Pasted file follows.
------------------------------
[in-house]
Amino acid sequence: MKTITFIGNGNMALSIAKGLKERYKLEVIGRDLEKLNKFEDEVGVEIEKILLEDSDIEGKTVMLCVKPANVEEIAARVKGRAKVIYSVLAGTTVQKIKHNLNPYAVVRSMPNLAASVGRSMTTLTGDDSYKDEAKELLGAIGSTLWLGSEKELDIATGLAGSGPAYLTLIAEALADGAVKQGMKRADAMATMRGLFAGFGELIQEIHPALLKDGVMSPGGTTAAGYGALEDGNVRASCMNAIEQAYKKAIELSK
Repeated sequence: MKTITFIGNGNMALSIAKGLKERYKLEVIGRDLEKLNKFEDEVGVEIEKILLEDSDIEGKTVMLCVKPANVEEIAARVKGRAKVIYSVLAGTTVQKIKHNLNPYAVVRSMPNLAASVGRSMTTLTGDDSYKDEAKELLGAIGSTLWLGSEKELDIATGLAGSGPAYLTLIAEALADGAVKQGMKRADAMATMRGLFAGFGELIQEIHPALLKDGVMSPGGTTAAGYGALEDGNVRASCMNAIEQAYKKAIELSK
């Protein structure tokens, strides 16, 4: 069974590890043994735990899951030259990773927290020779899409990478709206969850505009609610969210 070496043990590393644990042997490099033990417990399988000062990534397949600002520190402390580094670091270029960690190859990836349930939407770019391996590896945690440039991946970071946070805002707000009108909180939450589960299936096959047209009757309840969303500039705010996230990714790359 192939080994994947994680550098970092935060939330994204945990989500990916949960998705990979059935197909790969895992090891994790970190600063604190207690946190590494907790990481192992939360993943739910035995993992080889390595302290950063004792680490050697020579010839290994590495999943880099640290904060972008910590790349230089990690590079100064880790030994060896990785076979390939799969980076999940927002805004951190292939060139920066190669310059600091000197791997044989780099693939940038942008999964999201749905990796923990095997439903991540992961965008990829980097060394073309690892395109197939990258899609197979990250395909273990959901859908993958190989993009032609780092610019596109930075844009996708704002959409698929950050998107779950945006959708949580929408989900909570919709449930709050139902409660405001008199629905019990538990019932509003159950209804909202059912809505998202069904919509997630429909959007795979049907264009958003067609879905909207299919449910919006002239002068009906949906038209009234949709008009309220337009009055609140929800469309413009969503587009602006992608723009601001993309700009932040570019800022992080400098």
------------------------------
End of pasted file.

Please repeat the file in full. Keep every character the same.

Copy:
[in-house]
Amino acid sequence: MKTITFIGNGNMALSIAKGLKERYKLEVIGRDLEKLNKFEDEVGVEIEKILLEDSDIEGKTVMLCVKPANVEEIAARVKGRAKVIYSVLAGTTVQKIKHNLNPYAVVRSMPNLAASVGRSMTTLTGDDSYKDEAKELLGAIGSTLWLGSEKELDIATGLAGSGPAYLTLIAEALADGAVKQGMKRADAMATMRGLFAGFGELIQEIHPALLKDGVMSPGGTTAAGYGALEDGNVRASCMNAIEQAYKKAIELSK
Repeated sequence: MKTITFIGNGNMALSIAKGLKERYKLEVIGRDLEKLNKFEDEVGVEIEKILLEDSDIEGKTVMLCVKPANVEEIAARVKGRAKVIYSVLAGTTVQKIKHNLNPYAVVRSMPNLAASVGRSMTTLTGDDSYKDEAKELLGAIGSTLWLGSEKELDIATGLAGSGPAYLTLIAEALADGAVKQGMKRADAMATMRGLFAGFGELIQEIHPALLKDGVMSPGGTTAAGYGALEDGNVRASCMNAIEQAYKKAIELSK
């Protein structure tokens, strides 16, 4: 069974590890043994735990899951030259990773927290020779899409990478709206969850505009609610969210 070496043990590393644990042997490099033990417990399988000062990534397949600002520190402390580094670091270029960690190859990836349930939407770019391996590896945690440039991946970071946070805002707000009108909180939450589960299936096959047209009757309840969303500039705010996230990714790359 192939080994994947994680550098970092935060939330994204945990989500990916949960998705990979059935197909790969895992090891994790970190600063604190207690946190590494907790990481192992939360993943739910035995993992080889390595302290950063004792680490050697020579010839290994590495999943880099640290904060972008910590790349230089990690590079100064880790030994060896990785076979390939799969980076999940927002805004951190292939060139920066190669310059600091000197791997044989780099693939940038942008999964999201749905990796923990095997439903991540992961965008990829980097060394073309690892395109197939990258899609197979990250395909273990959901859908993958190989993009032609780092610019596109930075844009996708704002959409698929950050998107779950945006959708949580929408989900909570919709449930709050139902409660405001008199629905019990538990019932509003159950209804909202059912809505998202069904919509997630429909959007795979049907264009958003067609879905909207299919449910919006002239002068009906949906038209009234949709008009309220337009009055609140929800469309413009969503587009602006992608723009601001993309700009932040570019800022992080400098």